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Subsidy addiction: Nigeria budgets N300bn for electricity in 2022

Nigeria plans to spend N300 billion subsidising electricity in 2022, Ben Akabueze, director-general of the Budget Office said on Friday, putting paid to earlier claims by the government in July to quit the practice next year.

Akabueze, who was speaking during a public presentation of the 2022 budget proposal, said the budgeted sum will be used to bridge the gap that has remained between the cost of providing electricity and the amount collected by the distribution companies.

“Although there have been some improvements in collection, there is still a shortfall which the government has to bear,” Akabueze said.

Vice President Yemi Osinbajo had in July said the government will end most of its subsidy payments in the electricity sector, estimated at N30 billion monthly, in 2022.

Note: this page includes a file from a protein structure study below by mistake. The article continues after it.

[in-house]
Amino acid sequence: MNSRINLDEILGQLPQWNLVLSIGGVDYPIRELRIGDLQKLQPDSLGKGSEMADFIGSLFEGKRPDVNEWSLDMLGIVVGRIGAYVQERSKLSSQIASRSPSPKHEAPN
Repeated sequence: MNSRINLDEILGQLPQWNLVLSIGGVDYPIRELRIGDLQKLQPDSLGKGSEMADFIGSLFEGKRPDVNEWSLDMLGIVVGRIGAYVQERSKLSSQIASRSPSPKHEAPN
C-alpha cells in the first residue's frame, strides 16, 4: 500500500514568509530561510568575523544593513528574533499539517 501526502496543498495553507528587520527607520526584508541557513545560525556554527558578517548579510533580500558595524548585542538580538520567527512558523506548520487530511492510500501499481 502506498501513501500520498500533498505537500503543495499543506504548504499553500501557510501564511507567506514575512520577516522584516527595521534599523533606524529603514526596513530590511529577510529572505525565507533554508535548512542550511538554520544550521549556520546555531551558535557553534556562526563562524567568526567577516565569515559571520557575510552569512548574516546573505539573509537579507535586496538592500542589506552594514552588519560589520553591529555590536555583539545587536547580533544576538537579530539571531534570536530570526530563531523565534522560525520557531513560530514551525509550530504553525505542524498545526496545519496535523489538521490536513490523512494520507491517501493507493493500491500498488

Osinbajo, who disclosed this at the opening of the 14th Nigerian Association for Energy Economics/IAEE conference in Abuja on July 27, said the government expected the electricity sector to generate its revenue from the power sector market.

Read also: FG to end electricity subsidy by January 2022

“It is anticipated that all electricity market revenues will be obtained from the market with limited subsidy from next year as reforms in metering and efficiency with the DISCOs continue to improve,” Osinbajo said at the time.

“Accelerated investment in transmission and distribution, over $3 billion will be put into this sub-segment of the electricity value chain that will put us on the path to delivering 10 gigawatts through the interventions of the Central Bank of Nigeria (CBN), Siemens partnership, World Bank and Africa Development Bank, and others,” he said.

Nigeria is struggling to keep the lights on in many parts of its vast land. A promise that there would be an improvement in supply following a tariff increase last year has failed to materialise.

As much as 78 percent of Nigerians have less than 12 hours daily access to electricity, according to the World Bank.

Subsidies have been a drain on the government’s weak finances but plans to end the practice, whether it is for electricity or petrol, have often dragged on.

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